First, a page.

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by Annie Wiles September 29, 2016

Planned Parenthood came to Dallas in 1935 covertly, hidden inside a Ripley’s shirt box. Shirting empress Katherine Ripley would send empty boxes to New York, and when they came back filled with diaphragms, condoms, and informative pamphlets, she would distribute them to women in Dallas.

Even though birth control is now legal, safe and effective long-acting methods can still be difficult to actually get your hands on, especially if you are uninsured, especially if you are a woman, and especially if you live in Texas.

When the Boone Family Foundation and the Harold Simmons Foundation donated $2 million to Planned Parenthood of Greater Texas in July, they ensured 1,000 disadvantaged women each year for the next three years free access to long-acting reversible contraception (LARC), and in doing so, offset the healthcare gap for uninsured women across Dallas, Houston, Austin, and Waco.

“Throughout Planned Parenthood’s history,” Sarah Wheat, chief external affairs officer for PPGT, said, “we’ve always had community leaders who have recognized the need [to step in].”

On the heels of the U.S. Supreme Court’s landmark ruling on June 27 that HB2, a state law designed to restrict access to abortions, was unconstitutional, this donation from prominent community leaders is “a very powerful, powerful statement,” board chair of PPGT Jolie Newman said.

“These foundations step forward not anonymously,” Newman said. “They put their names out there and they inspire others … to step forward too.”

By Imani Lytle

The leaders of the two foundations, Cecilia Boone, and Lisa K. Simmons and Serena Simmons Connelly, respectively, have championed women’s health care for years. 45 percent of the Simmons foundation’s grants go to health and medical causes; Boone used to serve as a Planned Parenthood board chair.

“The damage done by HB2 is incalculable,” Boone said. “You can’t just reopen clinics. … and women with limited means will be the ones who suffer the most.”

Planned Parenthood offers low or no-cost health services based on income, for patients who are uninsured but don’t qualify for state or federal programs. At a private doctor or at a hospital, those same services – breast exams, cervical cancer screenings, fertility tests, sexual health tests, and long-acting reversible contraception – come with a huge cost burden, which often means low-income women will simply not have access to them.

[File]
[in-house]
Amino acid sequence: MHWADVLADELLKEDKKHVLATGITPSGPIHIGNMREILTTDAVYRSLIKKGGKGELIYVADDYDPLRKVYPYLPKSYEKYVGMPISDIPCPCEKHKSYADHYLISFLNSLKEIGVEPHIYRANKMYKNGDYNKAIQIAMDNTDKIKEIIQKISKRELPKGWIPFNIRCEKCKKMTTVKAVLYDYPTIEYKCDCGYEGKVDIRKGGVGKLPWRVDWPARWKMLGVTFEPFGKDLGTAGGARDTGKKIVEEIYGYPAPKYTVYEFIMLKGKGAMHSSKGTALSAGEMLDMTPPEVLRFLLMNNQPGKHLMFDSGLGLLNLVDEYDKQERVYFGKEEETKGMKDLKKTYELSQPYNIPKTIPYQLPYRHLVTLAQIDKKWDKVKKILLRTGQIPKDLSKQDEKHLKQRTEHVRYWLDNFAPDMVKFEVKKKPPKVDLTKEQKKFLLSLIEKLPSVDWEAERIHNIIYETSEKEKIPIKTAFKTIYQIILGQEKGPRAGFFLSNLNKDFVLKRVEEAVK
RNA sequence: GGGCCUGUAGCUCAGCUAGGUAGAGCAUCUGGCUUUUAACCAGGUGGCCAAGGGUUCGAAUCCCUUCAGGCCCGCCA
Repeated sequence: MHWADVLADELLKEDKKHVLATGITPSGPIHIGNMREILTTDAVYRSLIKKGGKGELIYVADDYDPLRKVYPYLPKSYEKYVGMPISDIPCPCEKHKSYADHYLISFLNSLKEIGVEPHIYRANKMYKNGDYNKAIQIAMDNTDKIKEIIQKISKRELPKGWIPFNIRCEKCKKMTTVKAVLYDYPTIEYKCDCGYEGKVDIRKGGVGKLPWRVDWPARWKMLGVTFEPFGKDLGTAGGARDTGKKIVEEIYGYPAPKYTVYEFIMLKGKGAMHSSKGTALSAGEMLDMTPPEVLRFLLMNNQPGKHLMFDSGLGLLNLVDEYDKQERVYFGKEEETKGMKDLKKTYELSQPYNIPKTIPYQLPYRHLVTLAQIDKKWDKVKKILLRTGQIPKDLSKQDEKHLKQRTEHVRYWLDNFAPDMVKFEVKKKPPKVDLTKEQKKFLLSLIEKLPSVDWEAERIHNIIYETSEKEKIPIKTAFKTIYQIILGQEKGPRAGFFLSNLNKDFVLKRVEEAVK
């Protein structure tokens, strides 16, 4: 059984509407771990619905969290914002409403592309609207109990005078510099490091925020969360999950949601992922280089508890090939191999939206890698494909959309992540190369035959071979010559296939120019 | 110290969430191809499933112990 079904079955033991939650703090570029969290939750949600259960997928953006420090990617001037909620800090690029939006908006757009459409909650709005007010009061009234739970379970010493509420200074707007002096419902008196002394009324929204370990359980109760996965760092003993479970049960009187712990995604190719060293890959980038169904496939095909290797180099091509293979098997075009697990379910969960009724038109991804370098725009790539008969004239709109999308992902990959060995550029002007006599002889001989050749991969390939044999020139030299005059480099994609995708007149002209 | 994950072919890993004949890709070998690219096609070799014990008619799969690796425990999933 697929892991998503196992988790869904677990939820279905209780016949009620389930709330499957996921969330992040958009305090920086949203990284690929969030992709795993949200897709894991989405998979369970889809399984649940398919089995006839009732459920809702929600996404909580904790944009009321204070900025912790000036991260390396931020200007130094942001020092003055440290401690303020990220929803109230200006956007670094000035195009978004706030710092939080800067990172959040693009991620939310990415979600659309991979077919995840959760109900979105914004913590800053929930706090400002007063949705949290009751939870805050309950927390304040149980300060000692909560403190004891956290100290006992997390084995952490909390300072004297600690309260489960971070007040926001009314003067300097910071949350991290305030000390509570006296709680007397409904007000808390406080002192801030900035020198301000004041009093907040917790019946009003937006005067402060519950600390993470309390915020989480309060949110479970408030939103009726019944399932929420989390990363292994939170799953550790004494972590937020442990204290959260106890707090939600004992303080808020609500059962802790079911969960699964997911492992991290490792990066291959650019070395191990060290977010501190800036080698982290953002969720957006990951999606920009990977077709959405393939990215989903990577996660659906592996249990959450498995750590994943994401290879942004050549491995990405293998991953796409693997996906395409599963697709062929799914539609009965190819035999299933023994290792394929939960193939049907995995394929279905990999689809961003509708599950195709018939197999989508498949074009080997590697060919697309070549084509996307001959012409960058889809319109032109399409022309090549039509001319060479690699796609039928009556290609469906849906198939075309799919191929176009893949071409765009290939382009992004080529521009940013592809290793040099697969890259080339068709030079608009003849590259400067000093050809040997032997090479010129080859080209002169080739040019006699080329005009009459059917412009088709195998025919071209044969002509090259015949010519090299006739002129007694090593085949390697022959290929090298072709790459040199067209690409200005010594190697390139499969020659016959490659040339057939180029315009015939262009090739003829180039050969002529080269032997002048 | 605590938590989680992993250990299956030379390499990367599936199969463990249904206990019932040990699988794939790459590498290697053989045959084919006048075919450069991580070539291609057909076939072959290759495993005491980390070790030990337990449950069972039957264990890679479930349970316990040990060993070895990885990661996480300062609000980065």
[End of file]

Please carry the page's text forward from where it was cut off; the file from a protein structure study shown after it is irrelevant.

Without insurance, an intrauterine device (one method of long-acting reversible contraception) can cost $1,000. That’s where private funding can fill gaps, “while we wait for the drug community to come up with less expensive options,” Boone said.

The grant was inspired by Colorado’s statewide private grant that, since 2009, has offered women free access to long-acting reversible contraception; the state has since seen the number of unwanted teen pregnancies and abortions drop by nearly half.

Boone says long-acting reversible contraception is a “solution for those who believe in the sanctity of childbirth,” since it helps prevent abortions.

But while donations can be a lifeline to get through public policy, she says they cannot replace it.

“There is not enough private philanthropy to make excellent healthcare available to every woman in Texas,” Betsy Healy, grants director at the Harold Simmons Foundation, said. “The problem is too big.”

During the HB2 years, Texas was a fountainhead for the battle against abortion in the U.S. and created a precedent for several other states to make abortion as good as illegal, by taking a series of stringent measures that caused more than half the Planned Parenthood clinics in Texas to close.

Despite the law’s overturn, which Planned Parenthood leadership sees as a hopeful sign, public policy in Texas is still written by politicians who are for the most part opposed to abortion, which is one of the services Planned Parenthood provides.

Since 2013, when HB2 was instated, the state has also dismantled its Medicaid Women’s Health Program, which was funded by the federal government, and replaced it with a new program paid by taxpayers from which Planned Parenthood is banned. Texas also dissolved a partnership with the state health department through which Planned Parenthood provided breast and cervical cancer screenings.

Healy said it’s important that philanthropy carry a message.

“We’re hoping to be part of generating a larger conversation about public health care access for women,” she said. “We want the community to see that you make a positive impact when you do this.”

It’s a message the donors are hoping lawmakers hear.